A tasty, if not always tasteful, tale of supernatural mayhem that fans of King and Crichton alike will enjoy.

Pub Date: June 16, 2020

ISBN: 978-1-9848-2678-7

Page Count: 304

Publisher: Del Rey/Ballantine

Review Posted Online: Feb. 10, 2020

Kirkus Reviews Issue: March 1, 2020

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Dark and unsettling, this novel’s end arrives abruptly even as readers are still moving at a breakneck speed.

THEN SHE WAS GONE

Ten years after her teenage daughter went missing, a mother begins a new relationship only to discover she can't truly move on until she answers lingering questions about the past.

Laurel Mack’s life stopped in many ways the day her 15-year-old daughter, Ellie, left the house to study at the library and never returned. She drifted away from her other two children, Hanna and Jake, and eventually she and her husband, Paul, divorced. Ten years later, Ellie’s remains and her backpack are found, though the police are unable to determine the reasons for her disappearance and death. After Ellie’s funeral, Laurel begins a relationship with Floyd, a man she meets in a cafe. She's disarmed by Floyd’s charm, but when she meets his young daughter, Poppy, Laurel is startled by her resemblance to Ellie. As the novel progresses, Laurel becomes increasingly determined to learn what happened to Ellie, especially after discovering an odd connection between Poppy’s mother and her daughter even as her relationship with Floyd is becoming more serious. Jewell’s (I Found You, 2017, etc.) latest thriller moves at a brisk pace even as she plays with narrative structure: The book is split into three sections, including a first one which alternates chapters between the time of Ellie’s disappearance and the present and a second section that begins as Laurel and Floyd meet. Both of these sections primarily focus on Laurel. In the third section, Jewell alternates narrators and moments in time: The narrator switches to alternating first-person points of view (told by Poppy’s mother and Floyd) interspersed with third-person narration of Ellie’s experiences and Laurel’s discoveries in the present. All of these devices serve to build palpable tension, but the structure also contributes to how deeply disturbing the story becomes. At times, the characters and the emotional core of the events are almost obscured by such quick maneuvering through the weighty plot.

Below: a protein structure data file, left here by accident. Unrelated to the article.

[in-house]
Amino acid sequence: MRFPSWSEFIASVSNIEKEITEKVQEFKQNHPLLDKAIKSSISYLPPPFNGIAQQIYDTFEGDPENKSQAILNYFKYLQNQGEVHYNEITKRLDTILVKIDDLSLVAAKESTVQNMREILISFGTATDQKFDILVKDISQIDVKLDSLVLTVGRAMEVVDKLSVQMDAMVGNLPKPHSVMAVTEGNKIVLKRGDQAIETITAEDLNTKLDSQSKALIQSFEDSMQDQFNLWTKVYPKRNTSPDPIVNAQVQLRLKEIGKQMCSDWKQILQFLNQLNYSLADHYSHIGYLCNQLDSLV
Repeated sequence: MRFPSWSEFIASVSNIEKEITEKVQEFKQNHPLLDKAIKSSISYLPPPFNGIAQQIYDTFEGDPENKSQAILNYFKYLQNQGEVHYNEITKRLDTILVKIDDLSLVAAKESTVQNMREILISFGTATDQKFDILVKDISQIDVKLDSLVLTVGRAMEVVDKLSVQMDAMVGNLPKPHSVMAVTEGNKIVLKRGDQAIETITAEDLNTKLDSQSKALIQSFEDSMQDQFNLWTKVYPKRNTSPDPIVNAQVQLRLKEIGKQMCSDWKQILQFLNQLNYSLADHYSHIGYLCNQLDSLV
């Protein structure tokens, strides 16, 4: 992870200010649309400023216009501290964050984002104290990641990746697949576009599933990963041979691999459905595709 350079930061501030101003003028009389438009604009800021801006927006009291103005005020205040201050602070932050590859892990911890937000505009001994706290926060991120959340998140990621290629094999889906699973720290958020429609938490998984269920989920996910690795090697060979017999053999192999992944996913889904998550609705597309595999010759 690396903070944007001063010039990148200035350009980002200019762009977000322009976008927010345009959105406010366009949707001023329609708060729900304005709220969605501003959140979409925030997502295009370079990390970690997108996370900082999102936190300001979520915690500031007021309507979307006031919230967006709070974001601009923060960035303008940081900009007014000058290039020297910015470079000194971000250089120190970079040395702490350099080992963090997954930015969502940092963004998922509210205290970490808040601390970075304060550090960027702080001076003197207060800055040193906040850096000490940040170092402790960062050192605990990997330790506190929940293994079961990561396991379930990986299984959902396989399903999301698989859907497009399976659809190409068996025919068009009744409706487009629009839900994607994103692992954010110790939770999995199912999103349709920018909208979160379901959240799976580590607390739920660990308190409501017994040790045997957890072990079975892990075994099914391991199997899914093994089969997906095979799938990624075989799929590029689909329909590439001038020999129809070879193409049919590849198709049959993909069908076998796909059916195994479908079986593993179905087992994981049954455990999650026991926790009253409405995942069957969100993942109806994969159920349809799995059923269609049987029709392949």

Dark and unsettling, this novel’s end arrives abruptly even as readers are still moving at a breakneck speed.

Pub Date: April 24, 2018

ISBN: 978-1-5011-5464-5

Page Count: 368

Publisher: Atria

Review Posted Online: Feb. 6, 2018

Kirkus Reviews Issue: Feb. 15, 2018